While many of these festivals will not be happening this year, we mustn’t overlook our homes and kitchens. Many times, a family has their own special recipe, or a secret spice known only to skilled family chefs. Preparing and sharing a traditional meal with your family connects history and memories with traditions and culture.

Is anyone hungry?

3. Speak your mother tongue.

Language and culture are inseparable. Garifuna, Q’eqchi, Mopan, Yucatec, Kriol, Spanish and all the various languages spoken in Belize are the medium through which we transfer our cultural and community values through oral traditions and expressions such as stories, oral folklore, songs and oral histories.

While there are many factors that keep us from using these languages in everyday settings, being at home with family, and speaking with our elders is an opportunity to connect with our cultural heritage through stories and language.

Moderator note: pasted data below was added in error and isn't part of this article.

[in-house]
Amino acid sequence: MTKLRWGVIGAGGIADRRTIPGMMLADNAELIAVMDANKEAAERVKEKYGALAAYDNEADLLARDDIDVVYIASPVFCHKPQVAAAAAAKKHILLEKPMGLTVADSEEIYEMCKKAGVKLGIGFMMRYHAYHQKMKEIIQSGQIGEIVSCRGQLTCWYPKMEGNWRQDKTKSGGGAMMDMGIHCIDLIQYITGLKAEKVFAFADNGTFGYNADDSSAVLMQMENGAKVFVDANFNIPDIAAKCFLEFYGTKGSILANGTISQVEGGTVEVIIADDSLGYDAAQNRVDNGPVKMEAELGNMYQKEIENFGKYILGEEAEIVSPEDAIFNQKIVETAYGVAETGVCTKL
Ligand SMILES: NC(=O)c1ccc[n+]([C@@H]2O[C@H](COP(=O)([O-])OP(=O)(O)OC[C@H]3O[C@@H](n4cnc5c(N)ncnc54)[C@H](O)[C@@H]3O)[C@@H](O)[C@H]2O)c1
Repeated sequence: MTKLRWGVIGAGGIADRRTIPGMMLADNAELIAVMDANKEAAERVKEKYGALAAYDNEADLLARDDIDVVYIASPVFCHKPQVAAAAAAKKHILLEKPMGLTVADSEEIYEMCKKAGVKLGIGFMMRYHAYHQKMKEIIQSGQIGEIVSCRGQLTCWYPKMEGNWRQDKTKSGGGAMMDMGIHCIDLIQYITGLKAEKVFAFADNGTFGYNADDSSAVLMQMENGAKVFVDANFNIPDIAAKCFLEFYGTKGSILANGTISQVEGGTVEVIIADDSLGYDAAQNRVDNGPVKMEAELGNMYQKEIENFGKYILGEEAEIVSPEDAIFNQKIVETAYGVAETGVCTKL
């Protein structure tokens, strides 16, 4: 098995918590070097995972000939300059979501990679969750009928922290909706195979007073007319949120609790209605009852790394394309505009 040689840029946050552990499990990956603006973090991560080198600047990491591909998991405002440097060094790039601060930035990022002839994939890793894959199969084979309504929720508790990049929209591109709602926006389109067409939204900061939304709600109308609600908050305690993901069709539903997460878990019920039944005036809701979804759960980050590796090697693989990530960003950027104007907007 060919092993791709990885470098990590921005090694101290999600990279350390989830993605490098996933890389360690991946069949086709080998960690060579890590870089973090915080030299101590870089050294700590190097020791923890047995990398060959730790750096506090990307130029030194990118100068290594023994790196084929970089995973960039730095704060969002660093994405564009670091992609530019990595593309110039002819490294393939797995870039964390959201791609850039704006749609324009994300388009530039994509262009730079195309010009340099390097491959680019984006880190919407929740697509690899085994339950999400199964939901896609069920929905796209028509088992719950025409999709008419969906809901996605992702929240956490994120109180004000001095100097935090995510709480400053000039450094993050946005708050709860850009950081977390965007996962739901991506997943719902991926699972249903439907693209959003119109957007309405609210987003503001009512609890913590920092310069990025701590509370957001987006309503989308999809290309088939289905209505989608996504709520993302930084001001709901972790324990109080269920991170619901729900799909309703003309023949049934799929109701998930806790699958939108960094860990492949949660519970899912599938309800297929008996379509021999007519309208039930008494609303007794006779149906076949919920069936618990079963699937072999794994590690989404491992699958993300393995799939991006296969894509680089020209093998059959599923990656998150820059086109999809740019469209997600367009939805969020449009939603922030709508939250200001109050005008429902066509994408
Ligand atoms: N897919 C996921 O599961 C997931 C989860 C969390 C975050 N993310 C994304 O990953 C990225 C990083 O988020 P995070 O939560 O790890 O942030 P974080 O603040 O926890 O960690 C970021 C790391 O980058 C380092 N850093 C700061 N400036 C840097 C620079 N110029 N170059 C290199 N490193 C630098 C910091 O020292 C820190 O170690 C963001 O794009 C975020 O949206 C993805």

Extra points for those who are able to learn new vocabulary words, expressions, and phrases! The Being Garifuna Platform is even offering Conversational Garifuna Language Classes for those willing to learn. Here, we must remember the Belize Kriol proverb, “wan, wan, okra full baskit,” or “step by step, we will reach our goal.”

4. Go through old family albums. 

There are so many stories about our communities, our families, what they’ve achieved, where they’ve come from, and how their lives were during a specific point in time hidden away in dusty family albums and stacks of old photographs.

You never know what treasure you might find buried in those albums, and how they tell a personal family story, or can contribute to shedding light on the history and people in our communities.

5. Speak to a family member about life when they were younger.

Children love to ask questions! One of the easiest (and most enjoyable) ways for children and younger generations to learn more about their families, their communities, and their culture is through speaking to members of their families. Grandparents, aunts, uncles, and others can offer a wealth of information about family histories, communities in the past, and important historical events.